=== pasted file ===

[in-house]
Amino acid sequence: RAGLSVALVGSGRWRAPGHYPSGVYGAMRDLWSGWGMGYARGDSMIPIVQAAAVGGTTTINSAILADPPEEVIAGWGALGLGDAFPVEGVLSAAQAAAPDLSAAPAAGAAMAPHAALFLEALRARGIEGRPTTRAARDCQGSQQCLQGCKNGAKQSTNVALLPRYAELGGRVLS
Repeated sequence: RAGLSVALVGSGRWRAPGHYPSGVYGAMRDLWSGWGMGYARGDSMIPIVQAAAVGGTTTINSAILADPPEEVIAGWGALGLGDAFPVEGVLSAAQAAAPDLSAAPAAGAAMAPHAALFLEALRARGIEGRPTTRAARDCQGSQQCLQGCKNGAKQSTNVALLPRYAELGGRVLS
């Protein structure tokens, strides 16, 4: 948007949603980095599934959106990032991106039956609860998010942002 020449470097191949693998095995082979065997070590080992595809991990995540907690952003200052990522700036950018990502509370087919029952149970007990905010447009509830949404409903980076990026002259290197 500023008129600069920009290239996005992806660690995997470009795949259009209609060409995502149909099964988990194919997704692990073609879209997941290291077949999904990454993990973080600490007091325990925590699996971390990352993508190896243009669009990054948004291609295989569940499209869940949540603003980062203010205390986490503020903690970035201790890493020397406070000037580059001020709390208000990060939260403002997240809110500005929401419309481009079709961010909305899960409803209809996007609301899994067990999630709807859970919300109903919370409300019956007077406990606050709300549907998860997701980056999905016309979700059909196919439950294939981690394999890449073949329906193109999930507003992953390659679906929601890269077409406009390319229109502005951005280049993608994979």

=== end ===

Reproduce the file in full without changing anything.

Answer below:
[in-house]
Amino acid sequence: RAGLSVALVGSGRWRAPGHYPSGVYGAMRDLWSGWGMGYARGDSMIPIVQAAAVGGTTTINSAILADPPEEVIAGWGALGLGDAFPVEGVLSAAQAAAPDLSAAPAAGAAMAPHAALFLEALRARGIEGRPTTRAARDCQGSQQCLQGCKNGAKQSTNVALLPRYAELGGRVLS
Repeated sequence: RAGLSVALVGSGRWRAPGHYPSGVYGAMRDLWSGWGMGYARGDSMIPIVQAAAVGGTTTINSAILADPPEEVIAGWGALGLGDAFPVEGVLSAAQAAAPDLSAAPAAGAAMAPHAALFLEALRARGIEGRPTTRAARDCQGSQQCLQGCKNGAKQSTNVALLPRYAELGGRVLS
């Protein structure tokens, strides 16, 4: 948007949603980095599934959106990032991106039956609860998010942002 020449470097191949693998095995082979065997070590080992595809991990995540907690952003200052990522700036950018990502509370087919029952149970007990905010447009509830949404409903980076990026002259290197 500023008129600069920009290239996005992806660690995997470009795949259009209609060409995502149909099964988990194919997704692990073609879209997941290291077949999904990454993990973080600490007091325990925590699996971390990352993508190896243009669009990054948004291609295989569940499209869940949540603003980062203010205390986490503020903690970035201790890493020397406070000037580059001020709390208000990060939260403002997240809110500005929401419309481009079709961010909305899960409803209809996007609301899994067990999630709807859970919300109903919370409300019956007077406990606050709300549907998860997701980056999905016309979700059909196919439950294939981690394999890449073949329906193109999930507003992953390659679906929601890269077409406009390319229109502005951005280049993608994979």